Bexarotene-induced central hypothyroidism misinterpreted as over supplementation of thyroid hormone

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Conference Proceeding

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Endocr Pract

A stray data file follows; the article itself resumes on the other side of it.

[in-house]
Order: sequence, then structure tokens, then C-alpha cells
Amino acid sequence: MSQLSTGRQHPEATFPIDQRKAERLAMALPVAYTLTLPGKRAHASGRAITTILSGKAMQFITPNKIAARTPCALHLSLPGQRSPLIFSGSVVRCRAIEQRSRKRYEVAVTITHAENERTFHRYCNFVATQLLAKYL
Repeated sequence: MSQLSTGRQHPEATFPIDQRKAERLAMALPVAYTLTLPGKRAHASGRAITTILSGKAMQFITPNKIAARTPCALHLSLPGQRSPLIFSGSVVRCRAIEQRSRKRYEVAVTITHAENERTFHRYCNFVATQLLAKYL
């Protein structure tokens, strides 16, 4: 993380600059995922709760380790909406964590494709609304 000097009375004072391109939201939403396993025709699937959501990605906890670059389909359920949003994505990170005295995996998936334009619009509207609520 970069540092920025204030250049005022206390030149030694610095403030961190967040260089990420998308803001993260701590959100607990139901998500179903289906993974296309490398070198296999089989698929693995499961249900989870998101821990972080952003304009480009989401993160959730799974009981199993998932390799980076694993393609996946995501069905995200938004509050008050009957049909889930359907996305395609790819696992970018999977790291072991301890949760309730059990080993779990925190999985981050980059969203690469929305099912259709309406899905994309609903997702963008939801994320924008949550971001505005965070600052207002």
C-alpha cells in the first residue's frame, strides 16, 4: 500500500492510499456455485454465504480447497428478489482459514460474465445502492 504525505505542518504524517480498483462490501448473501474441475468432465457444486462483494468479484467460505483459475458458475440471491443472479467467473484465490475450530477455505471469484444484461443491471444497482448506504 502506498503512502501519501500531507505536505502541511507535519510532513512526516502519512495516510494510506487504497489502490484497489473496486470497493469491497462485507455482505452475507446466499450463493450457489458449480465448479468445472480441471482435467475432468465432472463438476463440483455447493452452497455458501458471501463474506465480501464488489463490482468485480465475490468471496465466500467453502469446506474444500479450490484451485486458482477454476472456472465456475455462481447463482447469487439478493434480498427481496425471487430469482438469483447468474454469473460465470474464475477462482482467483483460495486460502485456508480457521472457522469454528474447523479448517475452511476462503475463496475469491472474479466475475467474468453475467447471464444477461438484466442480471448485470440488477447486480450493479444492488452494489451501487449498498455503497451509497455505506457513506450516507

Objective: Thyroid dysfunction has been identified as a side effect of several currently used anticancer medications. It is important for physicians to be familiar and up-to-date with these medications and their common endocrine side effects. This is a case of bexarotene-induced thyroid disorder. Case Presentation: 66-year-old female with mycosis fungoides (cutaneous T-cell lymphoma), treated with bexarotene since 2010, presented to the endocrine clinic for evaluation of abnormal thyroid function. One year after initiating bexarotene, she was diagnosed with hypothyroidism by a free T4 of 0.71 (0.8-1.8 ng/dl) and started on levothyroxine. She was taking levothyroxine 125 mcg daily. Her TSH levels remained detectable ranging from 0.31 to 1.26 (0.3 - 5.00 uIU/mL) until from 1 year ago when TSH became undetectable at < 0.01 uIU/ mL. Her primary care doctor interpreted the low TSH to be secondary to overreplacement of thyroid hormone. The levothyroxine dose was therefore lowered to 100 mcg and then 75 mcg, yet TSH remained suppressed and free T4 declined, prompting referral to endocrinology. Labs on initial presentation to our clinic were significant for TSH < 0.01 (0.45 - 5.33 uIU/mL) and free T4 of 0.59 (0.61 - 1.44 ng/dL). Thyroid ultrasound confirmed a normal homogeneous thyroid gland without nodules and without increased vascularity. We recognized her hypothyroidism was central in origin due to bexarotene and increased her dose to 100 mcg once daily with improvement of free T4 into the normal range. Conclusion: Bexarotene was approved in 1999 by the US Food and Drug Administration as a second-line treatment for early- and late-stage refractory cutaneous T-cell lymphomas. The molecule is highly selective for the retinoid X receptor (RXR). Reversible, dose-dependent, RXR-mediated thyroid hormone-independent suppression of TSH gene expression is well described with this drug. Suppression of TSH can occur instantly even after the first dose of the medication. A second mechanism of hypothyroidism is increased peripheral degradation of thyroid hormones. Treatment of patients with bexaroteneinduced hypothyroidism frequently requires higher doses of thyroid hormone, often twice the typical doses used to treat more common etiologies of hypothyroidism. Since bexarotene results in TSH suppression, TSH levels are an unreliable measure of thyroid function. Measurement of free T4 and T3 should be monitored to determine adequacy of supplementation. Increased awareness of this drug-induced endocrine side effect is important to avoid incorrect interpretation of a low TSH.



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